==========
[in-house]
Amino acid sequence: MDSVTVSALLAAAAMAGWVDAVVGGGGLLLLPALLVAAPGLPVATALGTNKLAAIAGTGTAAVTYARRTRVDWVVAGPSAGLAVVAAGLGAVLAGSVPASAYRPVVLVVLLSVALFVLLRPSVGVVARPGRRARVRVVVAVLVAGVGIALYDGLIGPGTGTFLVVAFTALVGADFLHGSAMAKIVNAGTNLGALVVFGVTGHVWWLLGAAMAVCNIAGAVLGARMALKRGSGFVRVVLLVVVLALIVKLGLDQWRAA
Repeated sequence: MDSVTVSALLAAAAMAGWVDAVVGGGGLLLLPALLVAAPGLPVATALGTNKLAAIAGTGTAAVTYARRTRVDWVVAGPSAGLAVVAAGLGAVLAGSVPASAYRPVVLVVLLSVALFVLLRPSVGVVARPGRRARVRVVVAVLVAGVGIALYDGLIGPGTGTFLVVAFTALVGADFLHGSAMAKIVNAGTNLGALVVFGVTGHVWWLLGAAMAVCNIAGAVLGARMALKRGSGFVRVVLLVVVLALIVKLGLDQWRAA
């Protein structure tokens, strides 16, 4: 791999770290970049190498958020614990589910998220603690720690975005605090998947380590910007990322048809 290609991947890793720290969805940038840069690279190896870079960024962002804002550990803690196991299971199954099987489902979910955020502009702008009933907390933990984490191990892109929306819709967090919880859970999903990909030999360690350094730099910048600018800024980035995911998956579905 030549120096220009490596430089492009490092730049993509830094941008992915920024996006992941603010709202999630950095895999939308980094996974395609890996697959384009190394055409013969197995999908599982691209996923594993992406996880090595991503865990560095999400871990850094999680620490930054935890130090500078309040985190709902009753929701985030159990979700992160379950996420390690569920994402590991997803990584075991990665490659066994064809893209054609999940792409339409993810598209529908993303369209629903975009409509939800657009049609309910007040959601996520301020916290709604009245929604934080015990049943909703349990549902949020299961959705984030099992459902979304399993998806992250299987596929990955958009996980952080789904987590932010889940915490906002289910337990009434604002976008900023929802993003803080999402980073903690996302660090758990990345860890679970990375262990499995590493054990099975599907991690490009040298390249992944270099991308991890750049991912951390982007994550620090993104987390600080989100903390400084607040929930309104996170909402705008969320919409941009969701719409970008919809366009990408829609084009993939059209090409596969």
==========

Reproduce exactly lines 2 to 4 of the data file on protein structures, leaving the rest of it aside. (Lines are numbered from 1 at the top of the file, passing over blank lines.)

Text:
Amino acid sequence: MDSVTVSALLAAAAMAGWVDAVVGGGGLLLLPALLVAAPGLPVATALGTNKLAAIAGTGTAAVTYARRTRVDWVVAGPSAGLAVVAAGLGAVLAGSVPASAYRPVVLVVLLSVALFVLLRPSVGVVARPGRRARVRVVVAVLVAGVGIALYDGLIGPGTGTFLVVAFTALVGADFLHGSAMAKIVNAGTNLGALVVFGVTGHVWWLLGAAMAVCNIAGAVLGARMALKRGSGFVRVVLLVVVLALIVKLGLDQWRAA
Repeated sequence: MDSVTVSALLAAAAMAGWVDAVVGGGGLLLLPALLVAAPGLPVATALGTNKLAAIAGTGTAAVTYARRTRVDWVVAGPSAGLAVVAAGLGAVLAGSVPASAYRPVVLVVLLSVALFVLLRPSVGVVARPGRRARVRVVVAVLVAGVGIALYDGLIGPGTGTFLVVAFTALVGADFLHGSAMAKIVNAGTNLGALVVFGVTGHVWWLLGAAMAVCNIAGAVLGARMALKRGSGFVRVVLLVVVLALIVKLGLDQWRAA
């Protein structure tokens, strides 16, 4: 791999770290970049190498958020614990589910998220603690720690975005605090998947380590910007990322048809 290609991947890793720290969805940038840069690279190896870079960024962002804002550990803690196991299971199954099987489902979910955020502009702008009933907390933990984490191990892109929306819709967090919880859970999903990909030999360690350094730099910048600018800024980035995911998956579905 030549120096220009490596430089492009490092730049993509830094941008992915920024996006992941603010709202999630950095895999939308980094996974395609890996697959384009190394055409013969197995999908599982691209996923594993992406996880090595991503865990560095999400871990850094999680620490930054935890130090500078309040985190709902009753929701985030159990979700992160379950996420390690569920994402590991997803990584075991990665490659066994064809893209054609999940792409339409993810598209529908993303369209629903975009409509939800657009049609309910007040959601996520301020916290709604009245929604934080015990049943909703349990549902949020299961959705984030099992459902979304399993998806992250299987596929990955958009996980952080789904987590932010889940915490906002289910337990009434604002976008900023929802993003803080999402980073903690996302660090758990990345860890679970990375262990499995590493054990099975599907991690490009040298390249992944270099991308991890750049991912951390982007994550620090993104987390600080989100903390400084607040929930309104996170909402705008969320919409941009969701719409970008919809366009990408829609084009993939059209090409596969």